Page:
To confirm the molecular docking results, mutagenesis analysis was performed for three key amino acids: Leu653, Thr560 and Met501. The first two amino acids were predicted to be responsible for forming an H-bond with the sugar moiety of UDP-GlcNAc, Thr560 via the side chain hydroxyl group, and Leu653 via its backbone carbonyl oxygen. The hOGT structure showed that Leu653 lies in a flexible loop region, suggesting a bulkier amino acid residue might potentially influence its spatial position, and break the H-bond between the carbonyl oxygen and C4-OH in the sugar donor. Based on this hypothesis, Leu653 was substituted by either amino acids with larger side chains (Tyr or Phe), or amino acids with small side chains (Val or Ile), while Thr560 was substituted by either a similar Ser or hydrophobic amino acid; e.g. Ala or Val. All the mutants (T560S, T560A, T560V, L653V, L653I, L653Y and L653F) showed decreased catalytic capability against UDP-GlcNAc in contrast to the wild type sOGT (Figure 4A). However, T560S showed higher catalytic capability compared with T560A or T560V, while L653V and L653I both showed higher enzymatic activity compared with L653Y or L653F. As Ser shares a similar side chain as that of Thr, T560S might still form an H-bond with UDP-GlcNAc via the hydroxyl group at C2, but T560A and T560V could not. For L653 mutants, an amino acid with a bulkier side chain (L653Y and L653F) seemed to be more influential on the spatial position of the backbone carbonyl oxygen. Combining these results with that of screening and Km values of non-hydroxyl analogs, it can be inferred that the H-bonds between these two amino acids and sugar donors might play significant roles in sOGT-sugar donor recognition.
HPLC analysis of the glycosylation reactions of variant sOGT mutants against UDP-GlcNAc and UDP-GlcNPr. (A) Yields of wild type sOGT and M501A, M501V, T560A, T560V,T560S, L282F, L282Y, L282V and L282I mutants against UDP-GlcNAc. All mutants sustained a great loss in enzyme activity; (B) wild type sOGT and M501A, M501V against UDP-GlcNAc and UDP-GlcNPr. The ratio of conversion rates (UDP-GlcNPr/UDP-GlcNAc) indicates the selectivity of the enzyme against UDP-GlcNPr.
Met501 has been predicted to be responsible for the steric hindrance. To decrease the steric hindrance between Met501 and the C2 N-acyl group, Met was substituted with amino acids with smaller side chains; i.e., Ala or Val. Both the mutants (M501A/M501V) showed decreased activity in contrast to the wild type sOGT, using either UDP-GlcNAc or UDP-GlcNPr as the sugar donors. However, the ratio of conversion rates (UDP-GlcNPr/UDP-GlcNAc), which indicates substrate selectivity of an enzyme, illustrated that both mutants were prone to use UDP-GlcNPr in contrast to UDP-GlcNAc, especially M501V (Figure 4B). Unfortunately, neither of the mutants showed broader substrate specificity when UDP-GlcNAc analogs substituted at C2 were used as sugar donors. The results indicate steric hindrance between M501 and the C2 N-acyl group is an influential factor in sOGT-sugar donor recognition. In a previous study of OGT inhibitors, it was also found that compounds with a short linker between the C2 N-acyl group and a fluorophore disturbed its binding to OGT, while a longer linker made it work, which is consistent with our results showing that the limit space impedes the binding of some analogs .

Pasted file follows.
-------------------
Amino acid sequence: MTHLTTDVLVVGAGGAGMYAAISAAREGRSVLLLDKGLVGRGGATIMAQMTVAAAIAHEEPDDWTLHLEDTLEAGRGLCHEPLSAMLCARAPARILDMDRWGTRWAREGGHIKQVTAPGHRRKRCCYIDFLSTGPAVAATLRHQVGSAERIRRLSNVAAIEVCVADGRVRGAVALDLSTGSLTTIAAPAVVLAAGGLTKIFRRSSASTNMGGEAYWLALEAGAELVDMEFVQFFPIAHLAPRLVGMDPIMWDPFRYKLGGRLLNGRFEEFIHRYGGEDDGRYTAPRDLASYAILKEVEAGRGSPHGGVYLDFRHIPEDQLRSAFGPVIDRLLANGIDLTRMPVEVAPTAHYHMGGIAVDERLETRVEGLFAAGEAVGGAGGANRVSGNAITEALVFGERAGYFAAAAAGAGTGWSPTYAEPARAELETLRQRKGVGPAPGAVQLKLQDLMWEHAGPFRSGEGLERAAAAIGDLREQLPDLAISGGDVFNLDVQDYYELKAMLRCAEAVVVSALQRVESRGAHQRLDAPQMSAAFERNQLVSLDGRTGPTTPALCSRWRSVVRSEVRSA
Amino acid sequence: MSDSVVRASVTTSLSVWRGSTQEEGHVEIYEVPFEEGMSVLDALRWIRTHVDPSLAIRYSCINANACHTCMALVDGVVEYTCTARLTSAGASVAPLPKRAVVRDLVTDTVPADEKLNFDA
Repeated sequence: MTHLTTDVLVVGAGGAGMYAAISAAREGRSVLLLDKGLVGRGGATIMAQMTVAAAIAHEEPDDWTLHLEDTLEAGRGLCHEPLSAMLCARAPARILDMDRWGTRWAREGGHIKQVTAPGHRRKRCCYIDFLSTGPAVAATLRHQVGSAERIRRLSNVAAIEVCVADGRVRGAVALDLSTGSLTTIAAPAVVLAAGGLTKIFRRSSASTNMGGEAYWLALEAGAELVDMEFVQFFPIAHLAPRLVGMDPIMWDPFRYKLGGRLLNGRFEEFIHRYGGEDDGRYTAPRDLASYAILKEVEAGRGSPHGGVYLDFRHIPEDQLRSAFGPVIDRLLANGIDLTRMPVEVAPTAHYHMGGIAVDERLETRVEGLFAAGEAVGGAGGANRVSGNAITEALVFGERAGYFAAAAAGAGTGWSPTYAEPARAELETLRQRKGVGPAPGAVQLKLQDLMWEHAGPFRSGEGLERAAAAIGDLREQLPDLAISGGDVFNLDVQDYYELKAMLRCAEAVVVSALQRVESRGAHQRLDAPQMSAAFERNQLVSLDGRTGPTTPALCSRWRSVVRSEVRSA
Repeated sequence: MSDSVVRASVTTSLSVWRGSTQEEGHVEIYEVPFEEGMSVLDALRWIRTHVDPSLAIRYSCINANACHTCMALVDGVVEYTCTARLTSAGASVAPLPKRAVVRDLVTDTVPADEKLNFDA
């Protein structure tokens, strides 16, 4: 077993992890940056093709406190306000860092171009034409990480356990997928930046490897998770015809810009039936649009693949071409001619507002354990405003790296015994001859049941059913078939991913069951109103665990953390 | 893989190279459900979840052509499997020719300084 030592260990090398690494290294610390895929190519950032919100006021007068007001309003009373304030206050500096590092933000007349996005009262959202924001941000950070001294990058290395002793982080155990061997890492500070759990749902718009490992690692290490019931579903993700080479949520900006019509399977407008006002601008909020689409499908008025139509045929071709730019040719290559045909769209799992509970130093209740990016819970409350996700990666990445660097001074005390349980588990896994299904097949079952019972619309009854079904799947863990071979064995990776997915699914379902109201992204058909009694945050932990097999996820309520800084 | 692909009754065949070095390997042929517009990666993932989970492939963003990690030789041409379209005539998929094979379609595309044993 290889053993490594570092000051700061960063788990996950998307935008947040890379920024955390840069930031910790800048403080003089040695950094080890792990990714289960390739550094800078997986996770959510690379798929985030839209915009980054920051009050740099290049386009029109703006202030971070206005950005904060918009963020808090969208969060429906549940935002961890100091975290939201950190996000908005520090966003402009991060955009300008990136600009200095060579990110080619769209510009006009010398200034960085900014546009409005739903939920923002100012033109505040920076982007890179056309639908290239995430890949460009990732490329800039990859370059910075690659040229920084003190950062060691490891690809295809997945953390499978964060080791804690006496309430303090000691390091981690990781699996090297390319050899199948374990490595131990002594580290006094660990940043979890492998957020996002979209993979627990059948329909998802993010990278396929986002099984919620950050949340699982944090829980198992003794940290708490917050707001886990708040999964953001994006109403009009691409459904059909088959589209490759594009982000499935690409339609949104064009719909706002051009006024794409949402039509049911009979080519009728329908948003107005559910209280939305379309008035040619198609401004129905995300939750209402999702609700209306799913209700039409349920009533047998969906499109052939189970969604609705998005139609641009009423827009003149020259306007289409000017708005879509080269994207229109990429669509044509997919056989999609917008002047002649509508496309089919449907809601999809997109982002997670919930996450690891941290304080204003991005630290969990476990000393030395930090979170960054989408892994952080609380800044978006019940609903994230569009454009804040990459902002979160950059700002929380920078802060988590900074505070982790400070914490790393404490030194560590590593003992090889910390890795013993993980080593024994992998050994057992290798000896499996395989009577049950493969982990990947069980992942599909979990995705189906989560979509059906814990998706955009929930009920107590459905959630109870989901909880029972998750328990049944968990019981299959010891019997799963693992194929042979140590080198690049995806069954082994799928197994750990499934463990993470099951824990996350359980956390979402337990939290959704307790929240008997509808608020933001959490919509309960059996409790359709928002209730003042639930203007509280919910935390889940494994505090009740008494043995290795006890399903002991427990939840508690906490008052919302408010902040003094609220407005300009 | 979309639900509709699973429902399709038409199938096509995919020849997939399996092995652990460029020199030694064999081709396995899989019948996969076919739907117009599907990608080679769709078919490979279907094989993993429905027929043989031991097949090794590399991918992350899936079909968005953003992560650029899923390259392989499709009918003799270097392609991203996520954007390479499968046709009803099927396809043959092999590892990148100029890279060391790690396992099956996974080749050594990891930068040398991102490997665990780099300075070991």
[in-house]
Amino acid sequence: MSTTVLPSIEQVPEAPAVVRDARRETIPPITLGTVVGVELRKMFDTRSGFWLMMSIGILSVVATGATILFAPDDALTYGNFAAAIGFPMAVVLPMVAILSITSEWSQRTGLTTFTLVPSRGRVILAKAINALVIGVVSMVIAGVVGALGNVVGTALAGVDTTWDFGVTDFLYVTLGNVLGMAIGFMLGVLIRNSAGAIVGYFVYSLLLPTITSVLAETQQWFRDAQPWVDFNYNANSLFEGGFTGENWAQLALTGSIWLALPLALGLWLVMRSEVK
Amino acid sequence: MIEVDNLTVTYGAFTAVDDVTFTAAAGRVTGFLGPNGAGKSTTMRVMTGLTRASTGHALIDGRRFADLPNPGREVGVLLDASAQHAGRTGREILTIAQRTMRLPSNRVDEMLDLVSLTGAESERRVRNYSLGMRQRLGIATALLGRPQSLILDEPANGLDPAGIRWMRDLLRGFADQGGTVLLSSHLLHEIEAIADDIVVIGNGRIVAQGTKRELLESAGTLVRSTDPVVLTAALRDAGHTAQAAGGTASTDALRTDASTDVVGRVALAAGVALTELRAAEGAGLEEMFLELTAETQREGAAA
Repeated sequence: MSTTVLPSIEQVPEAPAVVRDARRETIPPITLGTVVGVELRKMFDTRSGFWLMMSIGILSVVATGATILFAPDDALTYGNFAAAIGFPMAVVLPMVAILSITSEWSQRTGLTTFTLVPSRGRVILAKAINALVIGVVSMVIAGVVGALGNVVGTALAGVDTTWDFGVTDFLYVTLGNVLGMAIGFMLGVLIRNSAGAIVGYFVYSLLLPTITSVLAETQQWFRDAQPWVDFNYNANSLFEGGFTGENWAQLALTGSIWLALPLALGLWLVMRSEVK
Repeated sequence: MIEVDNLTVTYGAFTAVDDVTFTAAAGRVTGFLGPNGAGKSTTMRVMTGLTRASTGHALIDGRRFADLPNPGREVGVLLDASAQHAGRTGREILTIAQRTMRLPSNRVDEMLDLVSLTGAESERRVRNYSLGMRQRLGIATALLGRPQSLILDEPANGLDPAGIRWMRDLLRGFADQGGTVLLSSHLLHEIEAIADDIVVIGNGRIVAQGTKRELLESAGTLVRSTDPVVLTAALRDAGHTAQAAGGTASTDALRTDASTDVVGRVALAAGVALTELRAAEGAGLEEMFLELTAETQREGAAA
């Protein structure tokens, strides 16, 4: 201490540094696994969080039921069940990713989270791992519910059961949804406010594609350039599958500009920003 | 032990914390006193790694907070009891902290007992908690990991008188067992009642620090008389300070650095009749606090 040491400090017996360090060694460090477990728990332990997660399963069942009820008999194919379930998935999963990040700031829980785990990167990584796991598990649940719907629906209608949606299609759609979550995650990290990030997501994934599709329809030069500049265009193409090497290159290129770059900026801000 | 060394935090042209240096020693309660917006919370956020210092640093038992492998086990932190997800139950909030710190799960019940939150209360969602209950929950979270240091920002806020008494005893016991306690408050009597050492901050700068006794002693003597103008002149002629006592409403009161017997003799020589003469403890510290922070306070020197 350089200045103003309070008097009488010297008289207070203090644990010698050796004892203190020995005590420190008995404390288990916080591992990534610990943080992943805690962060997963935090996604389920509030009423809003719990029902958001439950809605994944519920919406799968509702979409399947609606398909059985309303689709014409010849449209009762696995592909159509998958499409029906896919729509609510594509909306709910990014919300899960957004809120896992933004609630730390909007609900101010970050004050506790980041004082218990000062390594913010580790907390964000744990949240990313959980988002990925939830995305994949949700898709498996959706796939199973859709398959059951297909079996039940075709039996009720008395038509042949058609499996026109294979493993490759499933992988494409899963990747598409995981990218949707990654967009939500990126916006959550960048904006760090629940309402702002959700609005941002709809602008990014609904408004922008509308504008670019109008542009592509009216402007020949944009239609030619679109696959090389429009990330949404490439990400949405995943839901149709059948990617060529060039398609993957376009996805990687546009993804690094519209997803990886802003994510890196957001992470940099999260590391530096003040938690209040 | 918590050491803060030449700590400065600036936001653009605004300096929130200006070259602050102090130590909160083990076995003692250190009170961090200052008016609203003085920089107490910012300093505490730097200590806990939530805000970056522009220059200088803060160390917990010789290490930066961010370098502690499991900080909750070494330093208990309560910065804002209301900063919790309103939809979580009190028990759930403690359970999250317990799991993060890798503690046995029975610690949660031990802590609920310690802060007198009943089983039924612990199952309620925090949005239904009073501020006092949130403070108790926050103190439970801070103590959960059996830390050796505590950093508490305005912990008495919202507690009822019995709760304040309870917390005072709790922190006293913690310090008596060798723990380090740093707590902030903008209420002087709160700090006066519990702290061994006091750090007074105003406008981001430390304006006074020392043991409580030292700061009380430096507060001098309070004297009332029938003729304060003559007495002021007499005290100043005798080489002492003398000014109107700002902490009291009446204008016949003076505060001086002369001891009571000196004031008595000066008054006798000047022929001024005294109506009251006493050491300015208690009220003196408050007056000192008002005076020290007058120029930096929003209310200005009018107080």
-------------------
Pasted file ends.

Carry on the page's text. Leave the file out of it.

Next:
O-GlcNAcylation is an important post-translational modification of proteins. OGT and OGA are the only two enzymes responsible for the sugar addition and removal, respectively. In this study, we investigated the sugar binding mechanism of sOGT and unraveled several influential factors in OGT-sugar donor recognition. This implicated that the backbone carbonyl oxygen of Leu653 and the hydroxyl group of Thr560, and especially the latter one, probably contributed to its binding to UDP-GlcNAc via hydrogen bonds. The close vicinity between Met501 and the N-acyl group and the hydrophobic environment around the N-acyl group were influential factors for sOGT recognition of some UDP-GlcNAc analogs. Our results are in keeping with recent studies , . These results may help with the rational design of donor analogs or inhibitors, which could be used to detect O-GlcNAcylated proteins and elucidate their importance in cellular events.
Materials and Methods
Unless stated otherwise, all materials were purchased from Beijing Dingguo Changsheng Biotechnology Co. Ltd., China. CKII peptide (KKKYPGGSTPVSSANMM; purity>95%) and octapeptide (YAVVPVSK; purity>95%) were synthesized by GL Biochem (Shanghai) Ltd., China , . UDP-GlcNAc and its analogs, including UDP-6-deoxy-GlcNAc, UDP-GalNAc, UDP-4-deoxy-GlcNAc, UDP-6-deoxy-GalNAc, UDP-GlcNBu and UDP-GlcNPr, were prepared as previously described . The synthesis of other UDP-GlcNAc analogs has been reported previously , .
Cloning, Expression and Purification of sOGT